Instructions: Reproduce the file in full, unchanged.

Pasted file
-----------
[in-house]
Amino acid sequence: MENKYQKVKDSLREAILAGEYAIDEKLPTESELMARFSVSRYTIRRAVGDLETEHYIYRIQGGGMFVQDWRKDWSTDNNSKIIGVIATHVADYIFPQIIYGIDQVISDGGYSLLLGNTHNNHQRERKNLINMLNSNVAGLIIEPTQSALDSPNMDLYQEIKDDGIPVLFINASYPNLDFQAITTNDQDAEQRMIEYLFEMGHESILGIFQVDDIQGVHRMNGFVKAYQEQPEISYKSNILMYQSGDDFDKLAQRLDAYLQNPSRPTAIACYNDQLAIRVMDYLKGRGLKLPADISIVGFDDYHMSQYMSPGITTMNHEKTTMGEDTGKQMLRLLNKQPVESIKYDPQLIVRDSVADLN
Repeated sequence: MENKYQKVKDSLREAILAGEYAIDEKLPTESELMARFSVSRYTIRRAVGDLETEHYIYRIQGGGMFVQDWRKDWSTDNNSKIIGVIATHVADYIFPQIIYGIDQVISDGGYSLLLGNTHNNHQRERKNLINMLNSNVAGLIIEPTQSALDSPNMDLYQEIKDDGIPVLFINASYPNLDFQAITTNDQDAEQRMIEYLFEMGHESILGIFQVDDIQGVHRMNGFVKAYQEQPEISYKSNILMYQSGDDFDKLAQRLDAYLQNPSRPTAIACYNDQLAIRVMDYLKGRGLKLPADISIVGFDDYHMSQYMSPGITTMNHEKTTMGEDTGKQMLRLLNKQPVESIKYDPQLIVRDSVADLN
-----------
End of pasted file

[in-house]
Amino acid sequence: MENKYQKVKDSLREAILAGEYAIDEKLPTESELMARFSVSRYTIRRAVGDLETEHYIYRIQGGGMFVQDWRKDWSTDNNSKIIGVIATHVADYIFPQIIYGIDQVISDGGYSLLLGNTHNNHQRERKNLINMLNSNVAGLIIEPTQSALDSPNMDLYQEIKDDGIPVLFINASYPNLDFQAITTNDQDAEQRMIEYLFEMGHESILGIFQVDDIQGVHRMNGFVKAYQEQPEISYKSNILMYQSGDDFDKLAQRLDAYLQNPSRPTAIACYNDQLAIRVMDYLKGRGLKLPADISIVGFDDYHMSQYMSPGITTMNHEKTTMGEDTGKQMLRLLNKQPVESIKYDPQLIVRDSVADLN
Repeated sequence: MENKYQKVKDSLREAILAGEYAIDEKLPTESELMARFSVSRYTIRRAVGDLETEHYIYRIQGGGMFVQDWRKDWSTDNNSKIIGVIATHVADYIFPQIIYGIDQVISDGGYSLLLGNTHNNHQRERKNLINMLNSNVAGLIIEPTQSALDSPNMDLYQEIKDDGIPVLFINASYPNLDFQAITTNDQDAEQRMIEYLFEMGHESILGIFQVDDIQGVHRMNGFVKAYQEQPEISYKSNILMYQSGDDFDKLAQRLDAYLQNPSRPTAIACYNDQLAIRVMDYLKGRGLKLPADISIVGFDDYHMSQYMSPGITTMNHEKTTMGEDTGKQMLRLLNKQPVESIKYDPQLIVRDSVADLN